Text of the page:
Two Filipinas take lead role in Joffrey Ballet’s ‘Cinderella’
CHICAGO—This year’s Asian Pacific American Heritage Month takes on added significance with the announcement that two Filipinas will dance their way to the coveted role of “Cinderella” in The Joffrey Ballet’s production at the Auditorium Theatre of Roosevelt University, May 11-22.
Joffrey Ballet Company members Christine Rocas and Jeraldine Mendoza will alternately perform the lead role in Sir Frederick Ashton’s full-length ballet version of the classic fairy tale with a score by Sergei Prokofiev performed live by the Chicago Philharmonic. Although ballet remains a high-brow cultural fare for a minority back home, Rocas and Mendoza were able to follow their passion and emerge as top ballet dancers in the world.
Based in Chicago, The Joffrey Ballet is one of the top ballet companies in the world and celebrates its 60th anniversary this season. Rocas, a Company member since 2005, will reprise her role of Cinderella, which she last performed with the Joffrey in 2010. Among the roles she has performed since joining the company are Juliet (Romeo and Juliet), Giselle (Giselle), and Sugar Plum Fairy (The Nutcracker).
A former rhythmic gymnast for the Philippine national team, Rocas decided to pursue ballet seriously when she received a scholarship to dance at Ballet Manila in the Philippines. Her mom is a native of Cagayan and her father is a native of Batangas. They now reside in Las Pinas.
“I made my way up the career ladder,” said Rocas, who competed in numerous international ballet competitions and was the recipient of several awards including a silver medal at the New York International Ballet Competition and the Arpino Award given by The Joffrey Ballet for a one-year contract.
Rocas has put in many hours of rehearsal to prepare for the iconic role of Cinderella. In addition to dancing the lead role, Rocas will perform Fairy Summer and Fairy Winter in the Joffrey’s spring production. Rocas has been in rehearsals for Cinderella five days a week, six hours a day.
Movies about ballet have abounded in the media in the past decade such as Center Stage (2000), Billy Elliot (2000) and The Black Swan (2010). For those who think that ballet is not mainstream anymore, Rocas disagrees: “There is a big surge in popularity [of ballet] in pop media culture,” added Rocas. “Classical arts remain relevant and will continue to be relevant for future generations. Art will continue to touch people’s lives.”
Jeraldine Mendoza, a first generation Filipina American, will also perform the role of Cinderella and Fairy Winter in The Joffrey Ballet’s production this spring. A Company member with the Joffrey since 2011, Mendoza grew up with her two siblings and parents in San Francisco. Her parents are both natives of Batangas and immigrated to America in their 20’s.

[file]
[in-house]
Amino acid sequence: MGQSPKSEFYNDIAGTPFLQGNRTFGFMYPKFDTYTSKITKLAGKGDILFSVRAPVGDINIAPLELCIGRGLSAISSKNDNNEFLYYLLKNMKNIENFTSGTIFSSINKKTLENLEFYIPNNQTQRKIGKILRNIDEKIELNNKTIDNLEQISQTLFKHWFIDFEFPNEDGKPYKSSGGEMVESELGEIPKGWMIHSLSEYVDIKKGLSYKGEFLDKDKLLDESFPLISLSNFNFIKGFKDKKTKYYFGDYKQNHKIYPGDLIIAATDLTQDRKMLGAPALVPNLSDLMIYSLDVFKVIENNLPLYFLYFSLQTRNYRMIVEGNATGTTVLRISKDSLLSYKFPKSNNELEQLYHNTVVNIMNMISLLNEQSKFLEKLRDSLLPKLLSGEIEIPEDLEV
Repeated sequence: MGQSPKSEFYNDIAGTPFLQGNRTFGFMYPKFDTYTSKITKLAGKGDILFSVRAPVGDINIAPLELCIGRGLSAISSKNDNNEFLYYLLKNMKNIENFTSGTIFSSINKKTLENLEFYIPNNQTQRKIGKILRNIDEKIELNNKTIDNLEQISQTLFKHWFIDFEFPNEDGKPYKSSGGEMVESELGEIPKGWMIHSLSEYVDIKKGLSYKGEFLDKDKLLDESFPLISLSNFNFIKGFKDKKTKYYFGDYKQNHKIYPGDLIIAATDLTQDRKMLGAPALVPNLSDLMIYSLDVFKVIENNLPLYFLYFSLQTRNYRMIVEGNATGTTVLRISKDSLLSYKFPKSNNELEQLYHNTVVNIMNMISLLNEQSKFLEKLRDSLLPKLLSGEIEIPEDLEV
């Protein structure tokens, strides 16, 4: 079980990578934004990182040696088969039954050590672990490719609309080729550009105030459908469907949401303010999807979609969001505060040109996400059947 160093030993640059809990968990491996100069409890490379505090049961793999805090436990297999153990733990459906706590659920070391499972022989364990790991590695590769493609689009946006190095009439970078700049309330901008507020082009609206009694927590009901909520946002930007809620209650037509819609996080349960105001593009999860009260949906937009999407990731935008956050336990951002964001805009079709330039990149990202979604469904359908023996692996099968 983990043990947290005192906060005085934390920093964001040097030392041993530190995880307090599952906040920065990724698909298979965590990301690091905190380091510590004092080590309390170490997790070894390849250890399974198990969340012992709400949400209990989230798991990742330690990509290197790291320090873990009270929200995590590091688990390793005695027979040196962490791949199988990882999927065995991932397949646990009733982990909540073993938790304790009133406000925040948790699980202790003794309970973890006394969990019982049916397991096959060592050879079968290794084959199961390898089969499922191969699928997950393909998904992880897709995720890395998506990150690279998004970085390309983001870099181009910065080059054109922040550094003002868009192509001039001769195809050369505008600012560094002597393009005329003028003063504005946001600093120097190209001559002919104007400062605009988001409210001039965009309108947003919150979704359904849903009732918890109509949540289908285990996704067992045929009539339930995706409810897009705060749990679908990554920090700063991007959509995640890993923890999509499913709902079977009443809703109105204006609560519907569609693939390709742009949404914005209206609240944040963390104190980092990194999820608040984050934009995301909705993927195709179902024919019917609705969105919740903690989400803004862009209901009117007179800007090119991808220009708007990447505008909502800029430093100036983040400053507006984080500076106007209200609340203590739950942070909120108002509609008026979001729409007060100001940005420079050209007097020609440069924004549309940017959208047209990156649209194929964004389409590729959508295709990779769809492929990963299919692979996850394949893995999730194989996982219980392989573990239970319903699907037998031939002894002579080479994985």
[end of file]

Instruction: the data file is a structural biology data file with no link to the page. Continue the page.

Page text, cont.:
“Chicago is such a great city but San Francisco will always have my heart,” added Mendoza. Growing up her parents always supported her. She received a full merit scholarship right after high school graduation to the School of American Ballet’s Summer Session at the age of 17. However, she admits that her parents intended that she go to college after high school. “They didn’t understand the seriousness of ballet,” she added.
Mendoza trained at the City Ballet School of San Francisco starting at age of five before accepting an invitation to train at the famed Bolshoi Ballet Academy in Moscow (now known as Moscow State Academy of Choreography). She noted that Russian students would train separately from the foreigners. Ultimately, Jeraldine was asked to train in the Russian class. “Ballet in Russia is very serious,” she added.
Jeraldine was one of the first two female American students to graduate at the top of her class from the Academy. From 2012-2013 she was awarded a Leonore Annenberg Fellowship fund which she used to travel the world and watch other ballets performances.
Just like Rocas, Mendoza trained in the Vaganova method, a Russian technique. Since Cinderella was originally choreographed for The Royal Ballet in London by Sir Frederick Ashton, her role required she adapt to the Royal Academy of Dance (RAD) English Technique. “The technique is very detailed,” she explained. Learning to incorporate different styles of ballet into her technique is something she has to do. “It’s my job to be a chameleon,” she added.
However, Cinderella was challenging to learn. “It’s hard to tackle the music of Cinderella. It’s a challenge for me but that’s what I love about it,” added Mendoza. “My favorite part of Cinderella is the Kitchen scene because there’s a lot of freedom in how you interpret the role.”
Adobo and longanisa
So what do ballerinas like Rocas and Mendoza do when they are not rehearsing or performing ballet? “I do a lot of physical activity for my job,” Rocas explains. On her off days, she takes advantage of her free time to rest. She reads, crochets and cooks.
“I love to cook Filipino food,” added Rocas. “I cook adobo, –I have vinegar and soy sauce in my pantry.” Rocas says she likes to prepare food that is easy to make. She also likes caldereta and chicken tinola. When Mendoza is not dancing, she likes fashion, reading and taking care of her Boston terrier.
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